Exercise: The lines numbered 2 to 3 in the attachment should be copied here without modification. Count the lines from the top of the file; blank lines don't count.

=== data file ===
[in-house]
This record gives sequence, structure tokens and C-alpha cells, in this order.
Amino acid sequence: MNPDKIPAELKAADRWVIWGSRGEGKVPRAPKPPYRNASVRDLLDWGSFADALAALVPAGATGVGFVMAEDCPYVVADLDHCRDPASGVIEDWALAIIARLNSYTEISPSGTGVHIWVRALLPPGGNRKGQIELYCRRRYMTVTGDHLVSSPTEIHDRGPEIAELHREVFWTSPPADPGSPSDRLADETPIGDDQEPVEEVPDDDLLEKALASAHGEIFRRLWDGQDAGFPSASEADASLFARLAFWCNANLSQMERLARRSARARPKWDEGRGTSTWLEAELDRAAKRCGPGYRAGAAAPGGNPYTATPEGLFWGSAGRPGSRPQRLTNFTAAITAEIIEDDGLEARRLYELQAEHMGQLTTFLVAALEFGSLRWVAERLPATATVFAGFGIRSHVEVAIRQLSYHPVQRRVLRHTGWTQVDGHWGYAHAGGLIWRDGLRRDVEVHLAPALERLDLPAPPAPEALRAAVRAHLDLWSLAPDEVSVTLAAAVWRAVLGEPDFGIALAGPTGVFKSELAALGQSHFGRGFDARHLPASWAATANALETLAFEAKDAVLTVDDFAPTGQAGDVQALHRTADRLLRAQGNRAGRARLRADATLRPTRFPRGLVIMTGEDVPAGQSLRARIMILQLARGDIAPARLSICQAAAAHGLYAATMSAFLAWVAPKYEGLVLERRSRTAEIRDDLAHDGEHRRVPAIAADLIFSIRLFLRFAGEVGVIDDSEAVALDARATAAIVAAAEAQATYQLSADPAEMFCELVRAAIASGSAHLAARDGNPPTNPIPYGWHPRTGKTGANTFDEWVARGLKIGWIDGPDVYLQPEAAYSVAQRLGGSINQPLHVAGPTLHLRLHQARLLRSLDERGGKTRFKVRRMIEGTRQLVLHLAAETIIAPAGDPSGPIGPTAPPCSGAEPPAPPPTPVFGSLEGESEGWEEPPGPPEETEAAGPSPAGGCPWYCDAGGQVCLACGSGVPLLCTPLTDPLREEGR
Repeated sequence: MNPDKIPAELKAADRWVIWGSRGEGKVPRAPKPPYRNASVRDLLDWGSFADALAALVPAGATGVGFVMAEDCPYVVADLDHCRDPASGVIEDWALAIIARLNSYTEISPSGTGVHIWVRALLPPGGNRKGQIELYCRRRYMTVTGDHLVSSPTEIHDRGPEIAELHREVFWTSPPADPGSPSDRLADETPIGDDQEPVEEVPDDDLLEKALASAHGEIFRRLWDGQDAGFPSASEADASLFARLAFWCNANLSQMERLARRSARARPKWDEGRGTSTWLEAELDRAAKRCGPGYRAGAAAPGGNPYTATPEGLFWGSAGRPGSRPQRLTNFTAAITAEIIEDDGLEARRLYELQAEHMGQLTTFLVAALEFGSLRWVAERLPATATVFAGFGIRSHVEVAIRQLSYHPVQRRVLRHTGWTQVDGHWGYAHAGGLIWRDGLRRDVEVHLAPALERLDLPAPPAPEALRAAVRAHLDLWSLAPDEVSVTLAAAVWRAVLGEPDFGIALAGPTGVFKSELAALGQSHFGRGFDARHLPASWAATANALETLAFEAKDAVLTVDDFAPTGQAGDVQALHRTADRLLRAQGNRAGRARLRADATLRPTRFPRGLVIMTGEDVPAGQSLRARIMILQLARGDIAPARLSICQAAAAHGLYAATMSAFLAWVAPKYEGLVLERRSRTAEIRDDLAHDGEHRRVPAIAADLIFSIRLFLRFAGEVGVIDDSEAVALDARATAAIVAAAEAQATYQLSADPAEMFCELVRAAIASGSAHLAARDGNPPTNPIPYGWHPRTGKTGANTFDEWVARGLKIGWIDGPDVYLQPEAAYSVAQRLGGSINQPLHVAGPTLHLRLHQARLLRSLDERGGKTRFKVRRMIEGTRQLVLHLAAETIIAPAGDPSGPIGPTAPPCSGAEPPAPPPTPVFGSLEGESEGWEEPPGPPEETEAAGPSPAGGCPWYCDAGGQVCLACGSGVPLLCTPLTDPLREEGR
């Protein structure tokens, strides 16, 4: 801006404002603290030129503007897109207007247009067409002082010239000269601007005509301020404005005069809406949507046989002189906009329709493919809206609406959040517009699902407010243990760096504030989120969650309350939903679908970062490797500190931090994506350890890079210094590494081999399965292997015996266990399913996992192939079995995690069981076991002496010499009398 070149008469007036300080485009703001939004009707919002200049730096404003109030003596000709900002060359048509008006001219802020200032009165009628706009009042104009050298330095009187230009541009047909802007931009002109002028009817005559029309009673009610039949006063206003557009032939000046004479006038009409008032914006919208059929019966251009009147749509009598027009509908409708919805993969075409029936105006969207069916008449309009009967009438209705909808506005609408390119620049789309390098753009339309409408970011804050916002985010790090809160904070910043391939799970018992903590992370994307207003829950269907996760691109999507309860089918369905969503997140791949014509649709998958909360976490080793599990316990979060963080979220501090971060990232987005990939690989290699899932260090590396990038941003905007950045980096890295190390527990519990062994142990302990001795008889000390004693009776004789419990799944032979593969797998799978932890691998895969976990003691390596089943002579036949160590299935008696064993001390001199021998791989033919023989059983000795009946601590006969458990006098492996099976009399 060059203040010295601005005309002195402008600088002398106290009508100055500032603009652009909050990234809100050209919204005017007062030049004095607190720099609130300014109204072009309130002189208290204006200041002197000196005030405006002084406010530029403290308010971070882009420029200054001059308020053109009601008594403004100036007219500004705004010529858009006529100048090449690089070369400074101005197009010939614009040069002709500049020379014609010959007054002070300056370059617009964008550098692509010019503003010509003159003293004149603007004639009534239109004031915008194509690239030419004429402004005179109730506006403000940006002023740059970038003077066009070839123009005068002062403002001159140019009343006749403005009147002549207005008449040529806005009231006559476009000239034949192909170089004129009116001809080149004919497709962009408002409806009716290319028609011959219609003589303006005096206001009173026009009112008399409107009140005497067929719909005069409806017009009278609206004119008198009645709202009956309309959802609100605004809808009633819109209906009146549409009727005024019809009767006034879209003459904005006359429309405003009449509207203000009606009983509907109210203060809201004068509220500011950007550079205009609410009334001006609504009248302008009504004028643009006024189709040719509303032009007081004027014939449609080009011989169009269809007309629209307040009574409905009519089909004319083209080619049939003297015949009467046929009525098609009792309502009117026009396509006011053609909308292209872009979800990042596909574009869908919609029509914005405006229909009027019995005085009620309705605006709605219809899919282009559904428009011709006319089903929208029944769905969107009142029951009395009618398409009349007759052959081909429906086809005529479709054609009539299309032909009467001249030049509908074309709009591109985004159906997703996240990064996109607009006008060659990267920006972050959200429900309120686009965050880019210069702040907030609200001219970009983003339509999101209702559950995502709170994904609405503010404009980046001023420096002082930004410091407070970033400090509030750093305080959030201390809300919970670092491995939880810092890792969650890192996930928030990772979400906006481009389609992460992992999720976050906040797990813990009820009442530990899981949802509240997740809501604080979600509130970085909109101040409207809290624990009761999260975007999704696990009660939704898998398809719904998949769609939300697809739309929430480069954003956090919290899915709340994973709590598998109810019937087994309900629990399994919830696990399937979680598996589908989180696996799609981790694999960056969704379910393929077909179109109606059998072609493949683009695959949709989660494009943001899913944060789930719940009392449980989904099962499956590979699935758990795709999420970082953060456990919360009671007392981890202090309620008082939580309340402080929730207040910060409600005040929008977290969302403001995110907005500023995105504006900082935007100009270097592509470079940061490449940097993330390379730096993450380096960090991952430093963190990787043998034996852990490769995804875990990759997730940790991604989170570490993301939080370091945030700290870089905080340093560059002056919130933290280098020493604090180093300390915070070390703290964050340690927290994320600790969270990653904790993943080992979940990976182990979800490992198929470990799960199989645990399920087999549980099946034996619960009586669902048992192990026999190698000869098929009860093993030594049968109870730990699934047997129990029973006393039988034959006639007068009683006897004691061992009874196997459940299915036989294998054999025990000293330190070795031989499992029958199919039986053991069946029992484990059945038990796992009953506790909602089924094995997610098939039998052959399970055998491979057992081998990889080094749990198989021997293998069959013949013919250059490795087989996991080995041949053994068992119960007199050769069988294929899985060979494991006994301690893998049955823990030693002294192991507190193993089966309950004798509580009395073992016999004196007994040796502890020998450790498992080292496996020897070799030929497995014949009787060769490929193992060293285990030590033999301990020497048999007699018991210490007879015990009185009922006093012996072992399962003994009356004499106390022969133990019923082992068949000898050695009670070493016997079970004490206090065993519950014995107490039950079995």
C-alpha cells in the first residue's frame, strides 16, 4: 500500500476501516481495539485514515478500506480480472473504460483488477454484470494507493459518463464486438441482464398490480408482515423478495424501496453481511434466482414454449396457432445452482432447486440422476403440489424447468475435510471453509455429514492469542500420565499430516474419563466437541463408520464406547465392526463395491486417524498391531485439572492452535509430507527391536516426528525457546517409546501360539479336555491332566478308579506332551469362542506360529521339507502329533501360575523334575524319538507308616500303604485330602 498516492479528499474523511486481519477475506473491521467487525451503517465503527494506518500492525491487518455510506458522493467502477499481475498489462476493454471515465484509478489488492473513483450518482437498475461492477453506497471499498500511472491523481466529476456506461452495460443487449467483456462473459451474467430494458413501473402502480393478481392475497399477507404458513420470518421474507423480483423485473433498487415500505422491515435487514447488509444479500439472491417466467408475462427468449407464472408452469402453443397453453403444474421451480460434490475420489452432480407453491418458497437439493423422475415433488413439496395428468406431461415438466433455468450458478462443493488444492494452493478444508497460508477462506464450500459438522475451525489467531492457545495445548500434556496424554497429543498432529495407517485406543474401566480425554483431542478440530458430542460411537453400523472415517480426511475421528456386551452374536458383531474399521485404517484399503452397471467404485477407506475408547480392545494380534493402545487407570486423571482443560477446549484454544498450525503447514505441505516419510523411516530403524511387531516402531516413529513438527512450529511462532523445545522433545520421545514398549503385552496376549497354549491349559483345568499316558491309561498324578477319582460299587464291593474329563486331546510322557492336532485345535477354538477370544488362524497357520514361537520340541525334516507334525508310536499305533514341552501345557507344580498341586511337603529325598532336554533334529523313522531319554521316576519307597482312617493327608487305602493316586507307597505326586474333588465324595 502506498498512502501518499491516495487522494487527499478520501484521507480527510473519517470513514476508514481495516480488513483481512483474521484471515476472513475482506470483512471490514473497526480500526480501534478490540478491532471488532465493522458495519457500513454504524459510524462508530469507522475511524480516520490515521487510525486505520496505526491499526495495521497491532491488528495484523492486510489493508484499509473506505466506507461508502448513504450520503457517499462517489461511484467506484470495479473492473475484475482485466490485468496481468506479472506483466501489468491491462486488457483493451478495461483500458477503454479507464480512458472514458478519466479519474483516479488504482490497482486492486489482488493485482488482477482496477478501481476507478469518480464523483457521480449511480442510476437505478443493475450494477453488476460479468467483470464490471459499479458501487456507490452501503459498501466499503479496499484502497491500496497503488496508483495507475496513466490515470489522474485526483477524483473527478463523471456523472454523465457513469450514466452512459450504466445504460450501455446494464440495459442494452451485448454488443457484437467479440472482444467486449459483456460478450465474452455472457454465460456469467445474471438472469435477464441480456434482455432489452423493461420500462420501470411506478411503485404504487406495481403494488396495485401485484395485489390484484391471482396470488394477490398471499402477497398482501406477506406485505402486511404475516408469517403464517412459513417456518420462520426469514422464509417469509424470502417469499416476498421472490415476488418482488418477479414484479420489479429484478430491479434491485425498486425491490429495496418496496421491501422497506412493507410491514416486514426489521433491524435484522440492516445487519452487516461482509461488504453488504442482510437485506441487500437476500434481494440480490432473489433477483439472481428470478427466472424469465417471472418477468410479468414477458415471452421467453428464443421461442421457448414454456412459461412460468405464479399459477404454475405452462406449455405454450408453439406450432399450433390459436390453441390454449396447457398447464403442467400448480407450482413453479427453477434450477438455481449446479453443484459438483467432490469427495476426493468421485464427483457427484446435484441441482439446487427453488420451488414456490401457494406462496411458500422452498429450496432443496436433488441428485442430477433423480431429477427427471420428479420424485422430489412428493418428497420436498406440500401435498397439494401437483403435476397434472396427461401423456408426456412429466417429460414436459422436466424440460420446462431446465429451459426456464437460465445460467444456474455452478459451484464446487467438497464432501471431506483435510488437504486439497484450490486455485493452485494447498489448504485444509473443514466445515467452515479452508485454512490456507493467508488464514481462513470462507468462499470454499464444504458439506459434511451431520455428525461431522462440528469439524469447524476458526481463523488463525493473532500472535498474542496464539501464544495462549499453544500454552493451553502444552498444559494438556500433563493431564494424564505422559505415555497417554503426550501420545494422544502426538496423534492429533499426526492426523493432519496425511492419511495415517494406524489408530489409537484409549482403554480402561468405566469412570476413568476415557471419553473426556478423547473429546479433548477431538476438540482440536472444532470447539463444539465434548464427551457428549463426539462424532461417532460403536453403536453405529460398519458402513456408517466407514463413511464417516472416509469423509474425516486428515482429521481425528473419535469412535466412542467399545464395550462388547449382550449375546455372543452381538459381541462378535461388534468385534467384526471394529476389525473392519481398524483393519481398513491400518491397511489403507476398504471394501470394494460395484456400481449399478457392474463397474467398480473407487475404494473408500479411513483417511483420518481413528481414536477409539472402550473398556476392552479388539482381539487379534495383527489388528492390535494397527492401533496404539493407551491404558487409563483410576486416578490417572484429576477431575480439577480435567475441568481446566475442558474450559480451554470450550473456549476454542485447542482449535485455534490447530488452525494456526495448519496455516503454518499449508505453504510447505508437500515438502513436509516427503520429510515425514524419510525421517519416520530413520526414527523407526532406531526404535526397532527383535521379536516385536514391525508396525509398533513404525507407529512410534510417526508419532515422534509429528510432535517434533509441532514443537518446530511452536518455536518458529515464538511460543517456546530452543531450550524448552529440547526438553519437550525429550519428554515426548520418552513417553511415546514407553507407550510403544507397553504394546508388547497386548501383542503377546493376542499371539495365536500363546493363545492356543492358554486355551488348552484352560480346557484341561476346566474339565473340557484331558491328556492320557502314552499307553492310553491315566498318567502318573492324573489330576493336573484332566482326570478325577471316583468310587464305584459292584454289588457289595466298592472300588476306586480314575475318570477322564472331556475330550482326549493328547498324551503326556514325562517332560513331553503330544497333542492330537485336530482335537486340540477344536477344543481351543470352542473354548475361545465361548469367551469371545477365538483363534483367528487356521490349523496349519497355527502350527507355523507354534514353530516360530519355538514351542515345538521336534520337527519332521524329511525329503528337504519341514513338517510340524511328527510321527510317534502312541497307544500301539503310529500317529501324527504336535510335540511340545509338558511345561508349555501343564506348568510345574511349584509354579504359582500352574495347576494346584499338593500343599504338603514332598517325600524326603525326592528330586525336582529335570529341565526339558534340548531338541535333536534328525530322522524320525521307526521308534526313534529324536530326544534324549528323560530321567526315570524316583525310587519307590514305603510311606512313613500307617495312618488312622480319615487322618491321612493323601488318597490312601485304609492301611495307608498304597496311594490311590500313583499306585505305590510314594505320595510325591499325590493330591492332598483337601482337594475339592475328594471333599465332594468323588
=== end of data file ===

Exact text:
This record gives sequence, structure tokens and C-alpha cells, in this order.
Amino acid sequence: MNPDKIPAELKAADRWVIWGSRGEGKVPRAPKPPYRNASVRDLLDWGSFADALAALVPAGATGVGFVMAEDCPYVVADLDHCRDPASGVIEDWALAIIARLNSYTEISPSGTGVHIWVRALLPPGGNRKGQIELYCRRRYMTVTGDHLVSSPTEIHDRGPEIAELHREVFWTSPPADPGSPSDRLADETPIGDDQEPVEEVPDDDLLEKALASAHGEIFRRLWDGQDAGFPSASEADASLFARLAFWCNANLSQMERLARRSARARPKWDEGRGTSTWLEAELDRAAKRCGPGYRAGAAAPGGNPYTATPEGLFWGSAGRPGSRPQRLTNFTAAITAEIIEDDGLEARRLYELQAEHMGQLTTFLVAALEFGSLRWVAERLPATATVFAGFGIRSHVEVAIRQLSYHPVQRRVLRHTGWTQVDGHWGYAHAGGLIWRDGLRRDVEVHLAPALERLDLPAPPAPEALRAAVRAHLDLWSLAPDEVSVTLAAAVWRAVLGEPDFGIALAGPTGVFKSELAALGQSHFGRGFDARHLPASWAATANALETLAFEAKDAVLTVDDFAPTGQAGDVQALHRTADRLLRAQGNRAGRARLRADATLRPTRFPRGLVIMTGEDVPAGQSLRARIMILQLARGDIAPARLSICQAAAAHGLYAATMSAFLAWVAPKYEGLVLERRSRTAEIRDDLAHDGEHRRVPAIAADLIFSIRLFLRFAGEVGVIDDSEAVALDARATAAIVAAAEAQATYQLSADPAEMFCELVRAAIASGSAHLAARDGNPPTNPIPYGWHPRTGKTGANTFDEWVARGLKIGWIDGPDVYLQPEAAYSVAQRLGGSINQPLHVAGPTLHLRLHQARLLRSLDERGGKTRFKVRRMIEGTRQLVLHLAAETIIAPAGDPSGPIGPTAPPCSGAEPPAPPPTPVFGSLEGESEGWEEPPGPPEETEAAGPSPAGGCPWYCDAGGQVCLACGSGVPLLCTPLTDPLREEGR